Finger Trouble

Hi - looking for a bit of advice about fingers, stretching, positioning, etc.
I have been playing for around 18 months and have recently started paying a lot more attention to exercises like the spider exercise and Justin’s pinky workout to try and improve my use of fingers but I am still really struggling and wondered if anyone else has the same issue as me… I cannot get my fingers to lay on the fretboard correctly (in certain positions)… e.g… the image below is my fingers playing one of the chords in ‘chasing cars’ (sorry dont know name).
as you can see, my first and little finger collapse completely onto their side. This makes it so much harder to keep the note ringing out true.

if you compare this to Justin…

his fingers look like the tips of the fingers are holding down the string… i.e. he’s doing what he says - play on fingertips.

does anyone else have this problem with fingers collapsing and what is the best way to address this?
thanks in advance.


How do David, I had the same results. I guess the solution is to start the exercise further down the neck and then work your way up as you progress.

Personally, I don’t play any songs yet which require such feats of stretching so I have just left it for now.

(Snow Patrol?)

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I have that problem too sometimes. The spider exercise and hammer on exercise has helped.
I am a big fan of exercises to improve technique. Every time I pick up guitar I always start with an exercise. I wish I had paid more attention to the exercises when I first started

Your fingers look fine to me. Of course they do that. Play for 30 more years, at a professional level and your fingers might look more like Justin’s.

Normal finger anatomy makes your fingers do that and there is no quick solution to it. Work in the exercises, stretching and anything that you think would be helpful without pushing to pain.

Remember that your hand is working very hard to play guitar and too many other exercise can add up to too much. Pace yourself and play as best you can and eventually it will be a little bit better.


I have been chasing this as well. I have a couple songs I want to play that have chords too spread out for me to reach. Our goals may be different, but the idea is related.
When I began guitar, my fingers really pointed to my palm, especially bending the largest knuckle. Reaching my 4th finger four frets away from the 1st finger was not possible on day one of learning to play. Today, I am trying to reach between frets 3 and 8 at the 5th string. A work in progress, but I see improvement in around 6-8 weeks to where I am buzzing the right note rather than not even close.
I treat the exercise a lot like weight training you would do in the gym. I reach for the chord, hold it a moment, then release. Repeat until I feel fatigue start, then relax and let the hand rest for maybe 90 seconds to recover. I’ll repeat this 3-5 times, then move on to whatever else i want to do. I think this is best done near the end of your session since you leave your hand fatigued. If I over-do it, I may need to avoid this exercise for a day or two so I don’t generate a longer term injury.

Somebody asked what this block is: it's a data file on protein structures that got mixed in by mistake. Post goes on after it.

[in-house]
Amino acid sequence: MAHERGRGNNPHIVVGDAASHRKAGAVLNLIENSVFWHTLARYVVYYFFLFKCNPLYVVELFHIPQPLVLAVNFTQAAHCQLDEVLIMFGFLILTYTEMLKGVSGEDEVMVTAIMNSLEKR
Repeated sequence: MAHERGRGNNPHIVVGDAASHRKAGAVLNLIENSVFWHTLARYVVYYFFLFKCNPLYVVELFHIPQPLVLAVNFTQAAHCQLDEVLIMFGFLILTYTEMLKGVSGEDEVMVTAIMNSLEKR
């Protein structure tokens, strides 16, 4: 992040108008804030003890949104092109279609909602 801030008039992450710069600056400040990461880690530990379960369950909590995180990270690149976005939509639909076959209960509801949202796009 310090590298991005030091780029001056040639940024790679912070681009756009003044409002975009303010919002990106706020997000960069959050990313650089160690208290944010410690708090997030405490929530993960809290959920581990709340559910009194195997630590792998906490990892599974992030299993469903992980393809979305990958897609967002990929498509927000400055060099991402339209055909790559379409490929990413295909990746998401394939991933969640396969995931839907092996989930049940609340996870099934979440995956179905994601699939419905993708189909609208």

There are a couple things happening to your hand doing this: 1. you are improving muscles that generate the stretch 2. you are slowly gaining range of motion by stretching out stuff you probably never used in daily activities before guitar.
Your body adapts, it just takes a bit longer than we may want it to. :slight_smile:


Finding exercises that fit what you need is a great idea. When I started to learn piano years ago I was stretching my hand span by pushing my thumbs and little fingers against a table edge allowing me a greater note range.

I understand the OPs frustration, I know what I would try but not sure If I should mention it.


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It’s all about muscle memory which equates to time on task. The best exercises (in my opinion) are the air changes and back & forth changes for the specific chords that you want/need to play. Drill on the chord changes – you are not going to play the pinky gym, where is thumbkin or spider crawl in a song. If you want to stretch for the sake of stretching, then play scales, have at it when the time comes.

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Hi David, some really good advices have already been given. I don’t have more tips to add, just wanted to say, that my fingers behave exactly as yours. But I am certain, with time and lots of practice it will become better :innocent:.
A fix part of my daily practice routine are stretching and spider exercises - and it gets better (slowly but steadily :wink:).
So in 30+ years, my fingers will possibly look like Justins :sweat_smile:.

Never give up. :hugs:


These two are kinda related. Let me tell you though something which might be a game changer for you as it was for me, both at the gym and the “guitar gym”.

Mind-muscle connection.

Of course there are involuntary muscle spasms but that’s a specific case not of interest here. Here, what is inportant is for your concious mind to take control of muscle movement.
So, instead of relying to reflex (muscle memory) to do a movement, try to actually activate with your mind the muscle responsible for the movement.
You can do it. It’s not easy, but you can do it.
Go slow. Very slow. Be mindful. Be present at what you want to do and try to take control of your fingers.
And it’s like other friends here said, it will take some time but not ages and if you’re consistent with practicing, results will come soon.